We are all created (not by god) but by our parents; the male sperm, the female egg. Even those of us who may have been created in a test tube will still have a female egg and male sperm (unless, of course, you are a clone!). As a result you have your own DNA, but you also inherit a little of your parents. As they have inherited their parents, it stands-to-reason, that we too, may also have a little of them in us, and so it can go on. Who's to say we don't have just one tiny molecule of DNA we have inherited from a 30 times great-grandparent? It only needs to be the tiniest of pieces, but if it's from them, and now in us, then surely there is a chance at some point we could be somewhere they visited in their lifetime, and that's how we know we've been there before. I'm not sure how it works exactly, even the best scientists in the world can't tell us how the human mind works, but something, somewhere, triggers that memory (or moment) in that tiniest piece of DNA you have, and to you it feels like your memory (because you/we know no different) and yet, it's not yours at all, but that of an ancestor of yours.
I've experienced it myself before. As a child (around the age of 10) I visited Banbury in Oxfordshire with my parents. I had never been there before, yet when we arrived at a certain point I felt I had been there; I recognised buildings. How could that be? It's not a place I had been taught about at school (I was still in Juniors/Middle School then - we didn't study geography at that point). My Dad said "right, let's see if we can find somewhere to get a cuppa and slice of cake". I then told him about a lovely little shop that sold the best homemade cakes, and explained exactly how we needed to get there. My parents were great, understood I was a little 'wacky' at times, and so followed my directions, which lead us straight to the shop I had told them about; the shop I had seen and visited before. The shop which had been trading for over 50 years and hadn't changed that much at all (bear in mind, I visited in 1980 - things/buildings and the way things were made back then didn't really change much; it's only in the past 20 years with all our modern gadgets that we've changed how we make things, and modernised our buildings). For years this experience baffled me. How did I know it was there? How had I seen it before? If so, when, and how? Then, when my DNA theory popped into my head, it all made perfect sense. You see, my Maternal side of the family were born and raised in a place called Burford, in Oxfordshire, which is less than 25 miles from Banbury. Could it be that a relation of mine, someone who I share my DNA with, had visited Banbury, and the cake shop, and my being there triggered that small DNA molecule which meant I knew where I needed to be?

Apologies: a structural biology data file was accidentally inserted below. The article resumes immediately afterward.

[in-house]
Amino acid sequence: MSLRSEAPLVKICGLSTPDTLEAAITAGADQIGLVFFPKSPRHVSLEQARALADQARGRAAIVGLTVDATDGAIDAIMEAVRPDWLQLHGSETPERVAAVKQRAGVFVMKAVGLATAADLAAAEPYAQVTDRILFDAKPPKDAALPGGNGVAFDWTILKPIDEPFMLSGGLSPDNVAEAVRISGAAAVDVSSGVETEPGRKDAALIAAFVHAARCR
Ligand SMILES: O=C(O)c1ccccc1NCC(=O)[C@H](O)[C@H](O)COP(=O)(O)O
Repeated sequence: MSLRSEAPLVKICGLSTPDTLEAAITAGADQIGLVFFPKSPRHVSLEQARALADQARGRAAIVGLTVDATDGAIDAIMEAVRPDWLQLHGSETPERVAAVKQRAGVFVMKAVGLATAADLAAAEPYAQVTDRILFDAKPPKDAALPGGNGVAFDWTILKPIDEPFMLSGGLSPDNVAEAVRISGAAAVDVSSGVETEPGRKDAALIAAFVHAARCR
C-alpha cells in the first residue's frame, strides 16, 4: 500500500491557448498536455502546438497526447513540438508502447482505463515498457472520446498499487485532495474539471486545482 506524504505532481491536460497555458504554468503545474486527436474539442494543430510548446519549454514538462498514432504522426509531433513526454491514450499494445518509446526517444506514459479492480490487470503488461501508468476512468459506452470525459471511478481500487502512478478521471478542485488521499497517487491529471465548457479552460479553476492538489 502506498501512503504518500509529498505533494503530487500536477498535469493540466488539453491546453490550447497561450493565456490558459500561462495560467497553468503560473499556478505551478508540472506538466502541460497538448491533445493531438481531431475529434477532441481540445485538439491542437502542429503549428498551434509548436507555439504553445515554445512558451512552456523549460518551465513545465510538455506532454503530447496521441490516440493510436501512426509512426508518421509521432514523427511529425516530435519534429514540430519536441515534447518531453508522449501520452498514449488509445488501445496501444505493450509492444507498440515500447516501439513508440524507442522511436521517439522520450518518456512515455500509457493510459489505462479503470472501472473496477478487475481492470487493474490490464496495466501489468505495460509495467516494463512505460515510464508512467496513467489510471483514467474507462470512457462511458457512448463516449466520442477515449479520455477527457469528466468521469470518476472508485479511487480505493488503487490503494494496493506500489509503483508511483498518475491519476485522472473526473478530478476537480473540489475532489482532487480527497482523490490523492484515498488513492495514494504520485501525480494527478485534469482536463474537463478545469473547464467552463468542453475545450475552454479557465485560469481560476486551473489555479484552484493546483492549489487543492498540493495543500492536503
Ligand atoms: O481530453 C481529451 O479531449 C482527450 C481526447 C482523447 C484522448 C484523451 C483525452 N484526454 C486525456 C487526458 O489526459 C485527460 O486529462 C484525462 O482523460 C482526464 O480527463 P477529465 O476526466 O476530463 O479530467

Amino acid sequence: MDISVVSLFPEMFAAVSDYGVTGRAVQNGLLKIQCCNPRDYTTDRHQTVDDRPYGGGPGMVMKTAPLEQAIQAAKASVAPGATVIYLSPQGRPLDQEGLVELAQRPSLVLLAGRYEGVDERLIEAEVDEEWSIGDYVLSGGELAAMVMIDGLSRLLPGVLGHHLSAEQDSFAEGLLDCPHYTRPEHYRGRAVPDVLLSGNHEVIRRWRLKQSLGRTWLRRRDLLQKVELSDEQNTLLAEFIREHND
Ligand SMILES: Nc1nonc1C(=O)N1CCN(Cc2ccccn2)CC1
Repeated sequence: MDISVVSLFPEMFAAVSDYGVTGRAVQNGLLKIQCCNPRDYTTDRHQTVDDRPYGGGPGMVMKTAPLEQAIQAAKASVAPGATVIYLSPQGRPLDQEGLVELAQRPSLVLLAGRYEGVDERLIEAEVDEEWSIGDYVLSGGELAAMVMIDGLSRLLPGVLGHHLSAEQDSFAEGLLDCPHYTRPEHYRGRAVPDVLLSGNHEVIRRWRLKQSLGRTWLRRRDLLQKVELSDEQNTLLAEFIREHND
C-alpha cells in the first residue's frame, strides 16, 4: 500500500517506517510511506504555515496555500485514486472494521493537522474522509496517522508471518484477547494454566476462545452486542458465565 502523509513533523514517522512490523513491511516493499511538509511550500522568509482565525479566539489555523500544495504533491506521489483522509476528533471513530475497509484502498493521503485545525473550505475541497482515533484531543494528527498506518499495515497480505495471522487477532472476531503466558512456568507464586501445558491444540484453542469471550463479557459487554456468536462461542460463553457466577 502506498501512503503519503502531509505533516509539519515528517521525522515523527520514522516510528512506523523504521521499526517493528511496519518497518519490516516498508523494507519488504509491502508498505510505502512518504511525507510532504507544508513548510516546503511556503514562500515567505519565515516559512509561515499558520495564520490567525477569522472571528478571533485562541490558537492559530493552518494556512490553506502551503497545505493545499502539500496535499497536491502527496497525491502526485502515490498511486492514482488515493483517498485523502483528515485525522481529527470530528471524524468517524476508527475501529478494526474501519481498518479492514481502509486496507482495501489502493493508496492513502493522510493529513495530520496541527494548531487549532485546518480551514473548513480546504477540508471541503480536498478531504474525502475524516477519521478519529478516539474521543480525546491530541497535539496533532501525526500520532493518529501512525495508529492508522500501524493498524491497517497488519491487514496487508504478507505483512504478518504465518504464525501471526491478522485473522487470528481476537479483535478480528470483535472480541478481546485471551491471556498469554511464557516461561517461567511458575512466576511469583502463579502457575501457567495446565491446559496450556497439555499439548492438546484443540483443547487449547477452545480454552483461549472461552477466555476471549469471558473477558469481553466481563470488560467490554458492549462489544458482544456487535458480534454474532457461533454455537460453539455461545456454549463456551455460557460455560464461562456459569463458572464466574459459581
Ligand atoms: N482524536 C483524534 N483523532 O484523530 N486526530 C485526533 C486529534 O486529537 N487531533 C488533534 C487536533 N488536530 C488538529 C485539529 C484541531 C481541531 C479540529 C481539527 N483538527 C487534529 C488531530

Another experience I had once (which wasn't de ja vu as I didn't feel I'd been there before) took place in Burford, roughly 12 years ago. Long after my Banbury experience (when, for the record, I knew nothing about my family growing up in Burford; I believed them all to be from Newbury in Berkshire). 15 years ago my brother started to research our family tree (most interesting it all is, too). That's when he found out about everyone in Burford, and for some reason a woman called Emily stirred something within me. One Sunday I took my Mum and we headed off to meet my brother in Burford (first time either of us had ever been). At the entrance to the church my brother said to me "ok weird one" (meaning me) tell me where Emily is buried then. I stood at the side entrance to the grounds, having never been there before, or having seen any kind of layout plan to the place, and directed him (in one go) straight to Emily's grave. How was I able to do that if I'd never been there before? My great grandfather was her 1st cousin; she died when my Nan was in her early 20's. As the family all lived within walking distance of each other, and in those days families included immediate (as well as) distant cousins, it stands to reason that my Nan went to her funeral. My Mum was born 12 years after this, has my Nan's DNA in her, as do I. Emily's parents are in the same cemetery but they have no headstone and the parish records were all but destroyed so there is no record of where they were buried, but I found myself drawn to one particular spot (under a tree) and am convinced (even to this day) that they are buried there. Had I been there before? Or was I picking up on a residual memory from my grandmother and great grandfather, whose DNA flows through my veins?
I've lost so many people in my life I would dearly love to believe they have the ability to come back , visit us, let us know they are safe, but sadly, I am unable to. Nothing (as yet) has ever proved to me it's possible and the older I get, the more I realise there are many more plausible reasons why we see/here/know things.